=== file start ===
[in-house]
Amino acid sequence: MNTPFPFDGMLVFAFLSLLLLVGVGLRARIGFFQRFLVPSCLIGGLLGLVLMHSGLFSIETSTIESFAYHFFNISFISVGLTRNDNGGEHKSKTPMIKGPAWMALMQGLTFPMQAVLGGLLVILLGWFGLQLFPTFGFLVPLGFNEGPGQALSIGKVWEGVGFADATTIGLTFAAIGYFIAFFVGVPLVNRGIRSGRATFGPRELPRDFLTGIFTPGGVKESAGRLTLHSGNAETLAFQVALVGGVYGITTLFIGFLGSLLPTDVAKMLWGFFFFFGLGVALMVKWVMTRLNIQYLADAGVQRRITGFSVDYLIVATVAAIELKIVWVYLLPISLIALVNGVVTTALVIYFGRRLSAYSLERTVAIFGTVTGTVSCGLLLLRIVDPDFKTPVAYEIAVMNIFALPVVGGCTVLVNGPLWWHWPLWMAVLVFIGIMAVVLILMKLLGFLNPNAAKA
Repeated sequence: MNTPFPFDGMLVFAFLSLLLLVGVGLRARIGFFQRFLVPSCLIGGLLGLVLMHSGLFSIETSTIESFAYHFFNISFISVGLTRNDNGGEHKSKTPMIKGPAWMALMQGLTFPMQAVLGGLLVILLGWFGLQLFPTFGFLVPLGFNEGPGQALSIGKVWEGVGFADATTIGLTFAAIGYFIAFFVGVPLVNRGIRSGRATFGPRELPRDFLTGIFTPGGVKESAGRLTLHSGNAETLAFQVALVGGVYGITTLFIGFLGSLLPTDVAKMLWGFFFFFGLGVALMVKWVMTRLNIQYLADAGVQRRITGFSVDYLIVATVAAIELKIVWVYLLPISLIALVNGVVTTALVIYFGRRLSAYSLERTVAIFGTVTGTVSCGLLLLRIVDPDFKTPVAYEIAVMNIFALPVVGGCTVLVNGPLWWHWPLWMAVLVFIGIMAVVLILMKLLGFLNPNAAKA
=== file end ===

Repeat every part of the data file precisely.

[in-house]
Amino acid sequence: MNTPFPFDGMLVFAFLSLLLLVGVGLRARIGFFQRFLVPSCLIGGLLGLVLMHSGLFSIETSTIESFAYHFFNISFISVGLTRNDNGGEHKSKTPMIKGPAWMALMQGLTFPMQAVLGGLLVILLGWFGLQLFPTFGFLVPLGFNEGPGQALSIGKVWEGVGFADATTIGLTFAAIGYFIAFFVGVPLVNRGIRSGRATFGPRELPRDFLTGIFTPGGVKESAGRLTLHSGNAETLAFQVALVGGVYGITTLFIGFLGSLLPTDVAKMLWGFFFFFGLGVALMVKWVMTRLNIQYLADAGVQRRITGFSVDYLIVATVAAIELKIVWVYLLPISLIALVNGVVTTALVIYFGRRLSAYSLERTVAIFGTVTGTVSCGLLLLRIVDPDFKTPVAYEIAVMNIFALPVVGGCTVLVNGPLWWHWPLWMAVLVFIGIMAVVLILMKLLGFLNPNAAKA
Repeated sequence: MNTPFPFDGMLVFAFLSLLLLVGVGLRARIGFFQRFLVPSCLIGGLLGLVLMHSGLFSIETSTIESFAYHFFNISFISVGLTRNDNGGEHKSKTPMIKGPAWMALMQGLTFPMQAVLGGLLVILLGWFGLQLFPTFGFLVPLGFNEGPGQALSIGKVWEGVGFADATTIGLTFAAIGYFIAFFVGVPLVNRGIRSGRATFGPRELPRDFLTGIFTPGGVKESAGRLTLHSGNAETLAFQVALVGGVYGITTLFIGFLGSLLPTDVAKMLWGFFFFFGLGVALMVKWVMTRLNIQYLADAGVQRRITGFSVDYLIVATVAAIELKIVWVYLLPISLIALVNGVVTTALVIYFGRRLSAYSLERTVAIFGTVTGTVSCGLLLLRIVDPDFKTPVAYEIAVMNIFALPVVGGCTVLVNGPLWWHWPLWMAVLVFIGIMAVVLILMKLLGFLNPNAAKA